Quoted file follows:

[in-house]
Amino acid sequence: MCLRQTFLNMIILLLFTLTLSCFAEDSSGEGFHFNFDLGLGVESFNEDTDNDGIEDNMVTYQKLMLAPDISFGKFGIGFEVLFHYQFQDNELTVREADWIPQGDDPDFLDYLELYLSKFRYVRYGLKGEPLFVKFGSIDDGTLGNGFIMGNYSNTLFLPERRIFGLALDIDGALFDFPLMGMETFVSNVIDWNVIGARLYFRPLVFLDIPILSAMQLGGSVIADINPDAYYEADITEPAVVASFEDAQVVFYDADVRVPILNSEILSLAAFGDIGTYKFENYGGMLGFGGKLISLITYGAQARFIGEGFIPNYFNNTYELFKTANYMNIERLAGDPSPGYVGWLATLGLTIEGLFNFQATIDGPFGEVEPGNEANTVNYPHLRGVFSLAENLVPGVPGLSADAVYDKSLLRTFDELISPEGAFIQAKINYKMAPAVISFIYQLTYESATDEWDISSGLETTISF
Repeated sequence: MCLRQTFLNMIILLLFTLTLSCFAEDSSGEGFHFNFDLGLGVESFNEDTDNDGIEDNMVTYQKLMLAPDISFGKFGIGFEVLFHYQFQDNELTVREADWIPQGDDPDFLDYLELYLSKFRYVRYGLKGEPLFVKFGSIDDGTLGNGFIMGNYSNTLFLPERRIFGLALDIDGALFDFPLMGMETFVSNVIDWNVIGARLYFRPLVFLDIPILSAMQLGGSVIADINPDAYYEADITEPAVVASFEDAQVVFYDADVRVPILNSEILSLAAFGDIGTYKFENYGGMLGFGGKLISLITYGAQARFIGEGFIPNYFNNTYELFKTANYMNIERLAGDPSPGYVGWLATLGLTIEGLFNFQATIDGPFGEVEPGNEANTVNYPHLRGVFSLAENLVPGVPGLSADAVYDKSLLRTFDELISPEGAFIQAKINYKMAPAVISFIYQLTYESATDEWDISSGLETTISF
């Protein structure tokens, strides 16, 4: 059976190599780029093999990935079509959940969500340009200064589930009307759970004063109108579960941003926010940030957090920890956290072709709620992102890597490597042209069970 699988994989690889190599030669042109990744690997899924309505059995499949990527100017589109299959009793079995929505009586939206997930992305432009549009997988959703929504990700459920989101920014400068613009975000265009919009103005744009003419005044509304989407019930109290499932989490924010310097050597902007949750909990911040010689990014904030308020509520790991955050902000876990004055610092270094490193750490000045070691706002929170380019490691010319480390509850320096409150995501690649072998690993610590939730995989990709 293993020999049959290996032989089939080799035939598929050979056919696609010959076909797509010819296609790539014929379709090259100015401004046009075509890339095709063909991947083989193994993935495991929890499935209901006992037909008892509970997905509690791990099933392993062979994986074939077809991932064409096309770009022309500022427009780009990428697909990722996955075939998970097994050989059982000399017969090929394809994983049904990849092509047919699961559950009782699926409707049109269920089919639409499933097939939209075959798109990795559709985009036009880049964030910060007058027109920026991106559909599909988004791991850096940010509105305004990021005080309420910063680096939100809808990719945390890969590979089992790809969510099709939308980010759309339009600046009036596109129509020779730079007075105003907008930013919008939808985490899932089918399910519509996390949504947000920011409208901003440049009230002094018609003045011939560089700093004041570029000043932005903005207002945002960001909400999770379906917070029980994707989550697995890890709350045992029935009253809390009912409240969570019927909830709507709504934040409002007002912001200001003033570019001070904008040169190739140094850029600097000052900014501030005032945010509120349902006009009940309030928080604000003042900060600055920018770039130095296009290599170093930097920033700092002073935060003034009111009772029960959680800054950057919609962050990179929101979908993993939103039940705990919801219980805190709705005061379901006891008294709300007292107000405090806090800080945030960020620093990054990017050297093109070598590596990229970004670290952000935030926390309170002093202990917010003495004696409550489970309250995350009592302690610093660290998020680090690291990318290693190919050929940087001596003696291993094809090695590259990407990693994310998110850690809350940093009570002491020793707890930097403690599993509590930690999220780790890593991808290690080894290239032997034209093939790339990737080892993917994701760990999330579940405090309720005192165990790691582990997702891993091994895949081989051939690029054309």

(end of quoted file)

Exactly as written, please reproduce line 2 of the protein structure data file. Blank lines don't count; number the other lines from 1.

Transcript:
Amino acid sequence: MCLRQTFLNMIILLLFTLTLSCFAEDSSGEGFHFNFDLGLGVESFNEDTDNDGIEDNMVTYQKLMLAPDISFGKFGIGFEVLFHYQFQDNELTVREADWIPQGDDPDFLDYLELYLSKFRYVRYGLKGEPLFVKFGSIDDGTLGNGFIMGNYSNTLFLPERRIFGLALDIDGALFDFPLMGMETFVSNVIDWNVIGARLYFRPLVFLDIPILSAMQLGGSVIADINPDAYYEADITEPAVVASFEDAQVVFYDADVRVPILNSEILSLAAFGDIGTYKFENYGGMLGFGGKLISLITYGAQARFIGEGFIPNYFNNTYELFKTANYMNIERLAGDPSPGYVGWLATLGLTIEGLFNFQATIDGPFGEVEPGNEANTVNYPHLRGVFSLAENLVPGVPGLSADAVYDKSLLRTFDELISPEGAFIQAKINYKMAPAVISFIYQLTYESATDEWDISSGLETTISF